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Benefits of dam’s removal will reach all the way to Mississippi River

Jim Bodensteiner, senior environmental analyst with Xcel Energy, discussed plans for the dam’s removal during an earlier visit to the site by Rebecca Wodder, senior adviser to Secretary of Interior Ken Salazar.

MINNESOTA — Removing the Minnesota Falls dam on the Minnesota River will have implications reaching all the way to the upper Mississippi River basin, more than 300 river miles distant.

With the dam’s removal, the Minnesota River will again free fall over granite bedrock and boulders along the reach of river extending three miles upstream to the Granite Falls dam.

The long stretch of whitewater is expected to attract more than recreational paddlers.

“This is going to be outstanding spawning habitat” for river and lake sturgeon, paddlefish, walleyes and many other species, said Luther Aadland, a river ecologist with the Minnesota Department of Natural Resources in Fergus Falls.

“This kind of habitat really is key, not only to the Minnesota but to the upper Mississippi as well,’’ he said.

The Minnesota River has a relatively low gradient for most of its 335-mile run from Big Stone Lake to the Mississippi River. There’s one important exception. It drops 50 feet in a seven-mile reach in the Granite Falls area.

The Minnesota Falls site itself is expected to include a small “falls,’’ and a cascade of rapids possibly 500 to 600-feet in length.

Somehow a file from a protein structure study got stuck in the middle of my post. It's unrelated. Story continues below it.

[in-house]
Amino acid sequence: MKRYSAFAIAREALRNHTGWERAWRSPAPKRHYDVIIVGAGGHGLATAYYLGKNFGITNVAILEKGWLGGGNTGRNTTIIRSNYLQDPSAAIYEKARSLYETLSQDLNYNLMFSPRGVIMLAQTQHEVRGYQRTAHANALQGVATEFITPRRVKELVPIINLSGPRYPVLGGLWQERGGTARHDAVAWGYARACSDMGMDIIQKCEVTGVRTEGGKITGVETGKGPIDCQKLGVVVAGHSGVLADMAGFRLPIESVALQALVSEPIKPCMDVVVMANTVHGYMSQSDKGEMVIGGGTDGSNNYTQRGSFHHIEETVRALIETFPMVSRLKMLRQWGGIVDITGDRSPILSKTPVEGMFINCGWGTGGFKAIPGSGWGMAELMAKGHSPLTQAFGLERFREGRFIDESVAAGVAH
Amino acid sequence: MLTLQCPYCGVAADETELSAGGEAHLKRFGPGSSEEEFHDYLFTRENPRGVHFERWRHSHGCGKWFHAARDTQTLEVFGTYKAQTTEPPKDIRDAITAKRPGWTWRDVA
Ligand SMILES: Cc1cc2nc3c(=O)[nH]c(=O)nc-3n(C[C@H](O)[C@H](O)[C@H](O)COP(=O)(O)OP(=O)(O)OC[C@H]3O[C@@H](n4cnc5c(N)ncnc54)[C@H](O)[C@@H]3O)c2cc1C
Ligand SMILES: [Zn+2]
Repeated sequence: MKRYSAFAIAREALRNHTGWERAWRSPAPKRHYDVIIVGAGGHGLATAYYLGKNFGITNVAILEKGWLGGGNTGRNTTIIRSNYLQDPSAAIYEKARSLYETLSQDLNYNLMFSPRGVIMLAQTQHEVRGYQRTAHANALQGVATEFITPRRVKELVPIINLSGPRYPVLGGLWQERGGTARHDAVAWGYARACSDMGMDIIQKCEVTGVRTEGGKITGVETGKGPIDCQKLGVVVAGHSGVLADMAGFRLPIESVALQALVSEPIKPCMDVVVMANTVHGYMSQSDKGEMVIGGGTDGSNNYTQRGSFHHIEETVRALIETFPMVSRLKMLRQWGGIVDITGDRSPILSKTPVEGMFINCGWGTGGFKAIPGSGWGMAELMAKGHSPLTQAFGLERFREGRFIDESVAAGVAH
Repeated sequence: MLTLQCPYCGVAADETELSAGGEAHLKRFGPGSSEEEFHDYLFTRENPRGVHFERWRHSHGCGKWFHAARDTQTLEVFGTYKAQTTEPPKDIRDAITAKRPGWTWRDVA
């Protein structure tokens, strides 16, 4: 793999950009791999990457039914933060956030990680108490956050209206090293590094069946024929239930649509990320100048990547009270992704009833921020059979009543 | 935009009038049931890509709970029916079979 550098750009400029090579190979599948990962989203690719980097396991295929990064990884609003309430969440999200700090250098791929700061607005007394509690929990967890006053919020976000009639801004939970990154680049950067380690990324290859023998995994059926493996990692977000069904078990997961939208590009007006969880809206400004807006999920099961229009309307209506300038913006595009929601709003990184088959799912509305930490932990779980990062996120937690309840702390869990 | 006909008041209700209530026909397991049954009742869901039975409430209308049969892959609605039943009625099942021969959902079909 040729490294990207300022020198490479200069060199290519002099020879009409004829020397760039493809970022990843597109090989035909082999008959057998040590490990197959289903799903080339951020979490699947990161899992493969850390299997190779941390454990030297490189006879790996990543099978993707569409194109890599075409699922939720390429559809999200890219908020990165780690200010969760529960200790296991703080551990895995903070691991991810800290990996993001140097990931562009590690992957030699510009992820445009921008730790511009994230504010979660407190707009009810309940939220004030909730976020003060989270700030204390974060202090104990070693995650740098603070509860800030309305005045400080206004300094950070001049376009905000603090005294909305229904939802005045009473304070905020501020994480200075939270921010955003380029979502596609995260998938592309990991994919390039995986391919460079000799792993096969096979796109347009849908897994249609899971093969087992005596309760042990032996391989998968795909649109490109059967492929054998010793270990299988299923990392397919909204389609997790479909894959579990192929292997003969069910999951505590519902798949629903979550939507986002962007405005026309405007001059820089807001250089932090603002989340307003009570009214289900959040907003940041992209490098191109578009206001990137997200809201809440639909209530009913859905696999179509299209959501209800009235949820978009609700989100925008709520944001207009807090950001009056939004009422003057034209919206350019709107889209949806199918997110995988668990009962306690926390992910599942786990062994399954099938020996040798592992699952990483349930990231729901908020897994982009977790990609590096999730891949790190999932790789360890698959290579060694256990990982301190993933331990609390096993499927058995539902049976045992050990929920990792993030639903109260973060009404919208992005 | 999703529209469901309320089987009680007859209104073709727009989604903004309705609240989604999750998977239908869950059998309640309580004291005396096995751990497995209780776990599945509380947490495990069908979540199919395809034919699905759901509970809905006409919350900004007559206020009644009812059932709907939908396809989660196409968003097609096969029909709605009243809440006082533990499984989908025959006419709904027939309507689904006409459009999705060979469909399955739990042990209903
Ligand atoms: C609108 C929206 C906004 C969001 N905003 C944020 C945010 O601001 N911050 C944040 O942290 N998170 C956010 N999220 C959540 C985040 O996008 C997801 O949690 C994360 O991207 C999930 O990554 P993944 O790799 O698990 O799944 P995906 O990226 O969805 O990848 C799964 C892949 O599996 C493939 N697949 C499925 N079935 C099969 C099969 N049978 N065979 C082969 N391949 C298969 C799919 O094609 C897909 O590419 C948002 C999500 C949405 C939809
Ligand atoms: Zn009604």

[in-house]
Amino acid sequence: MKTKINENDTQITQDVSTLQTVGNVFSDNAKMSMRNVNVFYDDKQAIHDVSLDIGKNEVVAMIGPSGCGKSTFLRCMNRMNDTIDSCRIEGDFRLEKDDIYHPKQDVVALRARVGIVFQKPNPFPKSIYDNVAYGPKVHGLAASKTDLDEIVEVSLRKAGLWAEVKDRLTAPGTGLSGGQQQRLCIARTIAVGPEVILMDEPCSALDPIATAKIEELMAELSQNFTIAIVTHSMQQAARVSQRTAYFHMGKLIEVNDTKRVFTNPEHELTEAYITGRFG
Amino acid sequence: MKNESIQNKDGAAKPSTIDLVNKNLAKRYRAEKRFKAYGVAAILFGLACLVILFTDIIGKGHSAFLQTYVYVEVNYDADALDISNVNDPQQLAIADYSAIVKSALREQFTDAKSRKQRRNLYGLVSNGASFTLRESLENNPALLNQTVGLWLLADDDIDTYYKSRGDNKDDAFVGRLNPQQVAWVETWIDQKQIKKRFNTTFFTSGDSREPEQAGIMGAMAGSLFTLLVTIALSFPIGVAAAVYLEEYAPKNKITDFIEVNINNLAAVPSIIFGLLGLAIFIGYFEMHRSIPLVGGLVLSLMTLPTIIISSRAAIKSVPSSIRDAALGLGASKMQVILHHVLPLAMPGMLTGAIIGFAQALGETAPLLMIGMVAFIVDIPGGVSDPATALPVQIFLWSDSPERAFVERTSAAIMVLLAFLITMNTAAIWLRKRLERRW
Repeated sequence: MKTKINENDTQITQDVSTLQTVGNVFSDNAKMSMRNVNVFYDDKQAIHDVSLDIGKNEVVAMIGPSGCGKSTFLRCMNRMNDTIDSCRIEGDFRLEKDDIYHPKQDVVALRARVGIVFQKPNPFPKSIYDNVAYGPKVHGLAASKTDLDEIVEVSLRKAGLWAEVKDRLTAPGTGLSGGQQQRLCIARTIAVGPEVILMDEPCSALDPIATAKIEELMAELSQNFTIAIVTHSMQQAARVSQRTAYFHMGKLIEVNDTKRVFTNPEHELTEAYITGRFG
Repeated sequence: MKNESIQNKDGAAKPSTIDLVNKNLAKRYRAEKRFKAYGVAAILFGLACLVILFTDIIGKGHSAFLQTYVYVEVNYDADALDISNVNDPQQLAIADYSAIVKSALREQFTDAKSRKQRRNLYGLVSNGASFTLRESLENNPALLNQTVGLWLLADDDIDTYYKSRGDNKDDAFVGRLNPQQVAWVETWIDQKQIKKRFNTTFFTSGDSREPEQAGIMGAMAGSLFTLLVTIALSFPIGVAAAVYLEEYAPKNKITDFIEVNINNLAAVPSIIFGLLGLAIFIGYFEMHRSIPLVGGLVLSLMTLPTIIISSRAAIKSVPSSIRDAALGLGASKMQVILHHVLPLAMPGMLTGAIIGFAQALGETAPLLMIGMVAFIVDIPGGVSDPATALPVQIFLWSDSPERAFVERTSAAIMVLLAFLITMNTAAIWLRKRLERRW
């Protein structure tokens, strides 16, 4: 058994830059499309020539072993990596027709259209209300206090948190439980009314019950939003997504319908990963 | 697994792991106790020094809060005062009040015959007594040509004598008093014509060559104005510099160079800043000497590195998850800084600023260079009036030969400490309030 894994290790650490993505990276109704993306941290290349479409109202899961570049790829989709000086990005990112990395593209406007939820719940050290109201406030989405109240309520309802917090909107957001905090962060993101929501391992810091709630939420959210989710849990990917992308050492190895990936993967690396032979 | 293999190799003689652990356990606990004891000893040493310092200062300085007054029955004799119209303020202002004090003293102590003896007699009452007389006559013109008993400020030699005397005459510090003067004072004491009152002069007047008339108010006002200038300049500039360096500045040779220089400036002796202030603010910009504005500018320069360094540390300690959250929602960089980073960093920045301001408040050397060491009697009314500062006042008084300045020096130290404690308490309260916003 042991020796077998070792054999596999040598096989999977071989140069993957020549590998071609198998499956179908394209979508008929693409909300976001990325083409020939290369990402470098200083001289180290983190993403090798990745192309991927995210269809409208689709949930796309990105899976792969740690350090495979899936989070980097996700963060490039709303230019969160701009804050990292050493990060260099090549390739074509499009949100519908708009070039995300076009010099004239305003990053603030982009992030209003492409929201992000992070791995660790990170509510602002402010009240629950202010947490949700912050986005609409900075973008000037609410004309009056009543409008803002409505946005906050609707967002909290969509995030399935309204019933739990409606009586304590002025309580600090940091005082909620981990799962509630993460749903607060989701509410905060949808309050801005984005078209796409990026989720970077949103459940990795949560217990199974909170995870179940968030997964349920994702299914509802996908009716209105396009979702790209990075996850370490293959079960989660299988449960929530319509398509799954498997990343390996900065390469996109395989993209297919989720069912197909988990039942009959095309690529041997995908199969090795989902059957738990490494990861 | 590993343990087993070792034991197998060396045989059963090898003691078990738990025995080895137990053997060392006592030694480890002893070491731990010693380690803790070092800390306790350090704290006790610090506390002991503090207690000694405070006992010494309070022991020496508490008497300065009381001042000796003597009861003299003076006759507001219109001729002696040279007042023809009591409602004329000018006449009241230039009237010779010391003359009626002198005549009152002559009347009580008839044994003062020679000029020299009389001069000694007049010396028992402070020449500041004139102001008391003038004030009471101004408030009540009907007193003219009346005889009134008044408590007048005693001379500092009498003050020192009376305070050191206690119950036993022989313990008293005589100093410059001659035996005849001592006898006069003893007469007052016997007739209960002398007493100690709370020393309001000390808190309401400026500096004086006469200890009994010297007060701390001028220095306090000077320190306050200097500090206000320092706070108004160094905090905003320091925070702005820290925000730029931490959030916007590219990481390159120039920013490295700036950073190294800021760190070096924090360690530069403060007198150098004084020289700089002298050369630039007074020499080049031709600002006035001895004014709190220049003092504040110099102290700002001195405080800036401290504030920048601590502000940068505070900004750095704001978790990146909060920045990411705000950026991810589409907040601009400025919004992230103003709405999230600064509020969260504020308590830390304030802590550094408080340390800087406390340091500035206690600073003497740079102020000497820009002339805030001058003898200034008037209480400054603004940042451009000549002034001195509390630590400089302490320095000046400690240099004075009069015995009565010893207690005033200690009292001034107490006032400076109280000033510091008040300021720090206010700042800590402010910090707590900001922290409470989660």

This area had historically provided important spawning habitat for native fish species all the way to the Mississippi River, especially large lake sturgeon. Adult lake sturgeon will migrate hundreds of miles to reach desired spawning habitat, said Aadland.

A tagged, lake sturgeon from Lake Pepin had been caught (and released) at the Minnesota Falls site last year, evidence of how far sturgeon will migrate. The tagged fish was not an adult.

For more than a century, the presence of the Minnesota Falls dam has been a barrier for the upstream migration and spawning of a variety of fish. River and lake sturgeon, paddlefish, and sauger are among the fish that are found below the Minnesota Falls dam, but not upstream of it.

Aadland said it’s hard to predict how quickly the fish will return to the site, but he is confident that in future years large lake sturgeon and paddlefish will be among the native species returning to these spawning grounds.

Gary Miller

Gary Miller is a Designer for Forum Communications Co. Born and attended public schools in Willmar, Minn. Served 20 years in U.S. Navy as a photojournalist. Worked at West Central Tribune and Forum Communications since retiring from the Navy in 1994.

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